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Global CO2 emissions from fossil fuels will increase by less than 1% this year

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Finally, some good news in the battle against greenhouse gases: Carbon dioxide (CO2) emissions from the burning of fossil fuels are on track to increase by less than 1% this year.

This is despite widespread concerns about a return to coal, oil and gas amid a global energy crisis and Russia’s war in Ukraine. We have electric vehicles and renewable energy intake to thank for the surprisingly small increase.

The International Energy Agency released its forecast in a report Wednesday showing that CO2 emissions are on track to reach 33.8 billion tons by 2022, an increase of 300 million metric tons. This is a much smaller increase than the jump of nearly 2 billion tons in 2021 as the world recovers from the Covid-19 pandemic.

This year’s increase comes largely from the aviation industry, which has been severely affected by the pandemic.

“The global energy crisis triggered by Russia’s invasion of Ukraine has pushed many countries to use other energy sources to replace the natural gas supplies that Russia has been holding from the market. The encouraging news is that sun and wind are filling most of the gap and the increase in coal seems relatively small and temporary, IEA Executive Director Fatih Birol said in a statement.

“This means that CO2 emissions are growing much less rapidly this year than some fear, and that government policy actions are driving real structural changes in the energy economy. These changes will accelerate thanks to major clean energy policy plans that have developed around the world in recent months.”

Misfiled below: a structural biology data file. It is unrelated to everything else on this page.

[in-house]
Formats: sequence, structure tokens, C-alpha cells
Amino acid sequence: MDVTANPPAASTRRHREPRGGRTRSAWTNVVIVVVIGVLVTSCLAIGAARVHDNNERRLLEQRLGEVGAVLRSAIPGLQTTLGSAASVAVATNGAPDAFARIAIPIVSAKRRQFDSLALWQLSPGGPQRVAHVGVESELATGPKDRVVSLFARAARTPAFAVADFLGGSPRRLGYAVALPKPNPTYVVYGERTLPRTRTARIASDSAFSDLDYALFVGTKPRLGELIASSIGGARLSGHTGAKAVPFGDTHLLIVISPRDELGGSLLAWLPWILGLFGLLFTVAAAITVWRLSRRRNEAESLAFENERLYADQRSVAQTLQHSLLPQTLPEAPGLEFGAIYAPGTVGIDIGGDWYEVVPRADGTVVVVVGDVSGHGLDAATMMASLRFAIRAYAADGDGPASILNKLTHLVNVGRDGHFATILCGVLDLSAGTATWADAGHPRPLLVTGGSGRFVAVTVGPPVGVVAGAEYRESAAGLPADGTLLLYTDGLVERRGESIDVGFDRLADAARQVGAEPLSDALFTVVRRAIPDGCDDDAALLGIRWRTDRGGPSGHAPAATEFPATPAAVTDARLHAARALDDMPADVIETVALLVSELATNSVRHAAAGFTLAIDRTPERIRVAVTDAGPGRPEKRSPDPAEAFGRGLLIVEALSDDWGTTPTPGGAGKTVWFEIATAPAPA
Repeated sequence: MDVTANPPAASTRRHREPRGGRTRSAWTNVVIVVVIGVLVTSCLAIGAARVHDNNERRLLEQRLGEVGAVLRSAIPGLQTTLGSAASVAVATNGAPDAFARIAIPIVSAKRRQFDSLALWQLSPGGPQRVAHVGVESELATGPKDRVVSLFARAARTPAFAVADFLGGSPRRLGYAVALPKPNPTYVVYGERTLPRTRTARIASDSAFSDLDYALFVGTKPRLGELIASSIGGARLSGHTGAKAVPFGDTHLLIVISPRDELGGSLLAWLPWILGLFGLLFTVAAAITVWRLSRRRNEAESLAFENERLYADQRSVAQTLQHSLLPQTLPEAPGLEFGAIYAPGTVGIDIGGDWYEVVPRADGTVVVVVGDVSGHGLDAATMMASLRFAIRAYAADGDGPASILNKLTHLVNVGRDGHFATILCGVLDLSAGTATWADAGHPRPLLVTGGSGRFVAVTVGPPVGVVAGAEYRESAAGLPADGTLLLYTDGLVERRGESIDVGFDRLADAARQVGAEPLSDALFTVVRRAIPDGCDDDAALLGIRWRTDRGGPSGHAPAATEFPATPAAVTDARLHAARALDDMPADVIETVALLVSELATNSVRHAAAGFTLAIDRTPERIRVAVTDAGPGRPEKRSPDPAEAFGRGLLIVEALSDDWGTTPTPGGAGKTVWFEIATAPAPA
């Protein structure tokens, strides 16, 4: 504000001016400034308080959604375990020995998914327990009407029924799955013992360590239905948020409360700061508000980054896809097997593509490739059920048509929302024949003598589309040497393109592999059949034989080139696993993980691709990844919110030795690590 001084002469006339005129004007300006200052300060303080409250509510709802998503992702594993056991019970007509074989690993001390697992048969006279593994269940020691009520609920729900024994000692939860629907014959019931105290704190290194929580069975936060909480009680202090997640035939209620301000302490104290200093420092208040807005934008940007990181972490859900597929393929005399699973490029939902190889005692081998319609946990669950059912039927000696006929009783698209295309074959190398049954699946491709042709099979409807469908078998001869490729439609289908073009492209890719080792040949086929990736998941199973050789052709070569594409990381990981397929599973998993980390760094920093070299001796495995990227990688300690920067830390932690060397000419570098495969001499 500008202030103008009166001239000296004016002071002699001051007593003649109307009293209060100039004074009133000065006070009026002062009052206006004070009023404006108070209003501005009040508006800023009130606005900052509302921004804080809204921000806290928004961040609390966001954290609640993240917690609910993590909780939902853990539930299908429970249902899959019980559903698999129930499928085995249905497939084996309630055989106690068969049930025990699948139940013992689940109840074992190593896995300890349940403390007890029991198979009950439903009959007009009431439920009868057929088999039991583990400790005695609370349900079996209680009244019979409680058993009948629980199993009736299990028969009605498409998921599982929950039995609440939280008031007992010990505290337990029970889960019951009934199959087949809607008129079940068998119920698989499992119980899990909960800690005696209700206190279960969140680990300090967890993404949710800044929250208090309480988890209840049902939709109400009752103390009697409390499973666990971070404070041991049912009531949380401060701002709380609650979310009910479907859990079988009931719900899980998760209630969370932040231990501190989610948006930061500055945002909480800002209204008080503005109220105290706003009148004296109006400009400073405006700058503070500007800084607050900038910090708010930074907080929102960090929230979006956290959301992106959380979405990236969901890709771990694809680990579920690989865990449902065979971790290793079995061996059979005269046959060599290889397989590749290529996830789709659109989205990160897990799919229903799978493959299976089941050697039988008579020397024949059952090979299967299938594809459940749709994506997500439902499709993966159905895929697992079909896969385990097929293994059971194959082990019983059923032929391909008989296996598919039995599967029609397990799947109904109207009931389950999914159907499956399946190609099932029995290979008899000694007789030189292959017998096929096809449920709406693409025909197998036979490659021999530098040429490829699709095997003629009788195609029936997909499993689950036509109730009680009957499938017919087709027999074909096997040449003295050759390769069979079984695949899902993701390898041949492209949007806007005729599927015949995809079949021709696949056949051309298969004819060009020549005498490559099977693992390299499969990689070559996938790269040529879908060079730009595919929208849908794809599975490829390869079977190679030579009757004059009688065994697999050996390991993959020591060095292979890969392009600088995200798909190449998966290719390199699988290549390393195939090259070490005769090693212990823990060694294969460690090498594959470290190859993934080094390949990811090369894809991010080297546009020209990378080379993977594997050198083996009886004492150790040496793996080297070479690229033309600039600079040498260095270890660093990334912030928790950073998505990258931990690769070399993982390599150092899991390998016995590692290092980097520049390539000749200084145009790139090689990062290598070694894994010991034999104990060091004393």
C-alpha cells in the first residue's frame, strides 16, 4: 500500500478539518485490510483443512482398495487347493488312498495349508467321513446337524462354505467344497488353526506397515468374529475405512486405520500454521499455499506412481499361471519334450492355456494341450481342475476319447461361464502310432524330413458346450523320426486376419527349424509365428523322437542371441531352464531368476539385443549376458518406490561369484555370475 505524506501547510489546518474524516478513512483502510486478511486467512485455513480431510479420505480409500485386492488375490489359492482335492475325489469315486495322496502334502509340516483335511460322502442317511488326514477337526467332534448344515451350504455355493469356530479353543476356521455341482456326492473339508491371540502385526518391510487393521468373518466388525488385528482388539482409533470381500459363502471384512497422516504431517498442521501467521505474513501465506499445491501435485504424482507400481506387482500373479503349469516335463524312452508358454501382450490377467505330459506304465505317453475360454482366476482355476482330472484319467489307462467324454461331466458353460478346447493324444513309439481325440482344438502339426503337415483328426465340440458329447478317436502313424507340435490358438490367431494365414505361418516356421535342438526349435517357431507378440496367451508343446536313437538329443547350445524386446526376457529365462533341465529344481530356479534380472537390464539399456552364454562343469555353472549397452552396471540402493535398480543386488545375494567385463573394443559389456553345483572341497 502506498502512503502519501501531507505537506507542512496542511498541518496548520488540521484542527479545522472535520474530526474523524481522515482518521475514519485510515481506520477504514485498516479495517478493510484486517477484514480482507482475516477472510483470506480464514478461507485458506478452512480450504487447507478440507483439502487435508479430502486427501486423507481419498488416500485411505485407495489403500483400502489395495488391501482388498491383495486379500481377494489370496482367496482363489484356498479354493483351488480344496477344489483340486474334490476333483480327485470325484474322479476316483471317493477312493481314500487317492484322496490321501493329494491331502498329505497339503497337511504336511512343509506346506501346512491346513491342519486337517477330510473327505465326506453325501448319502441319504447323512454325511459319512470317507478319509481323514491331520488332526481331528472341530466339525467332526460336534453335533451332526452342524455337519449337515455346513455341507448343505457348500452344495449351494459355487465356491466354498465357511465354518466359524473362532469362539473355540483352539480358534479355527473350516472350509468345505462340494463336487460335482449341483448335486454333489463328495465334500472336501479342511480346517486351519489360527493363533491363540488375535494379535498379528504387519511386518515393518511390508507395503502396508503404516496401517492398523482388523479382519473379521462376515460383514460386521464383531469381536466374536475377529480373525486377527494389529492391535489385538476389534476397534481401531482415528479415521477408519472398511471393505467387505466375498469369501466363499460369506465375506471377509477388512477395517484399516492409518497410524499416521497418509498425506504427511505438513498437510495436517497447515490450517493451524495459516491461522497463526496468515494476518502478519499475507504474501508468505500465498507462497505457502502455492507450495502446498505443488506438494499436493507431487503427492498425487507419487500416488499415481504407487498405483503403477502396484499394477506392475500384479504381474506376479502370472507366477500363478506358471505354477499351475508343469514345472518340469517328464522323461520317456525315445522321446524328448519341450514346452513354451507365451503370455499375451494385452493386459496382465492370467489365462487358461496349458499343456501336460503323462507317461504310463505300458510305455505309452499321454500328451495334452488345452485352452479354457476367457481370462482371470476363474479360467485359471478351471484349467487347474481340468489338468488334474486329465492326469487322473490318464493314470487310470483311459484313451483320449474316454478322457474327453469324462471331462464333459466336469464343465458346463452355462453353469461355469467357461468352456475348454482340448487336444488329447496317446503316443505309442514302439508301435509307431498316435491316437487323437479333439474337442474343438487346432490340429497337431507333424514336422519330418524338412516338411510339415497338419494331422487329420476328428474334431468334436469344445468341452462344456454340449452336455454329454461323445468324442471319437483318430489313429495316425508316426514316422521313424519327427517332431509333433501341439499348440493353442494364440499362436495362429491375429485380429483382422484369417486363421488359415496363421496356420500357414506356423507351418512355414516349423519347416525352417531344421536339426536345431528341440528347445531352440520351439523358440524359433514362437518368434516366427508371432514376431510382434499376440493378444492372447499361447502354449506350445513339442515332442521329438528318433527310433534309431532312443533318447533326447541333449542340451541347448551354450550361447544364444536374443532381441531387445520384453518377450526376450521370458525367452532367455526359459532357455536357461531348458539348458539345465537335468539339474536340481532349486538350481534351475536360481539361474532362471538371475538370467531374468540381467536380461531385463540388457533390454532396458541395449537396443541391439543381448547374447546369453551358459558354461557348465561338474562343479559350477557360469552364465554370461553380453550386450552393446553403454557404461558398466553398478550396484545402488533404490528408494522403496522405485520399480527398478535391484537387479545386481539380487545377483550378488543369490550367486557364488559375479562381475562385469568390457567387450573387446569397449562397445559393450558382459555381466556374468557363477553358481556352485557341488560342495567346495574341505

Without the massive deployment of renewable and electric vehicles globally, the increase in emissions would be much larger, potentially up to 1 billion tonnes, the IEA said.

Coal demand has soared as Russia’s war in Ukraine has led to higher gas prices, and CO2 emissions from coal-fired power generation, largely from Asia, are expected to rise by more than 200 million tonnes, or 2%, this year.

But the increase in emissions from coal is “relatively small” and “significantly outweighed by the expansion of renewables,” according to the report.

The world saw record growth in solar and wind power this year, producing more than 700 terawatt-hours of energy. That’s enough to feed nearly 67 million American homes for a year.

And despite the significant drought affecting much of the Northern Hemisphere, the overall picture for hydro is still positive – global hydropower production has increased this year and is expected to contribute more than a fifth to growth in renewable energy.

The global outlook comes a day after a separate report showed the EU has generated a quarter of its power from renewable sources since Russia launched its war.

The IEA predicts EU emissions will decrease this year, although coal use by the bloc is increasing. Some EU countries are using more coal in response to the increase in gas prices and Russia’s cut off supplies to some member states.

The report comes less than three weeks before the start of COP27 climate talks in Egypt, where countries are expected to ensure that their emissions reduction plans are in line with the key targets of the Paris Agreement: limiting global warming to 2 degrees Celsius, but preferably 1.5 degrees Celsius, compared to pre-industrial times .

The IEA’s estimate is more rosy than expected for the talks, but scientists warn that emissions will need to decline rapidly to keep the 1.5 degree target in sight.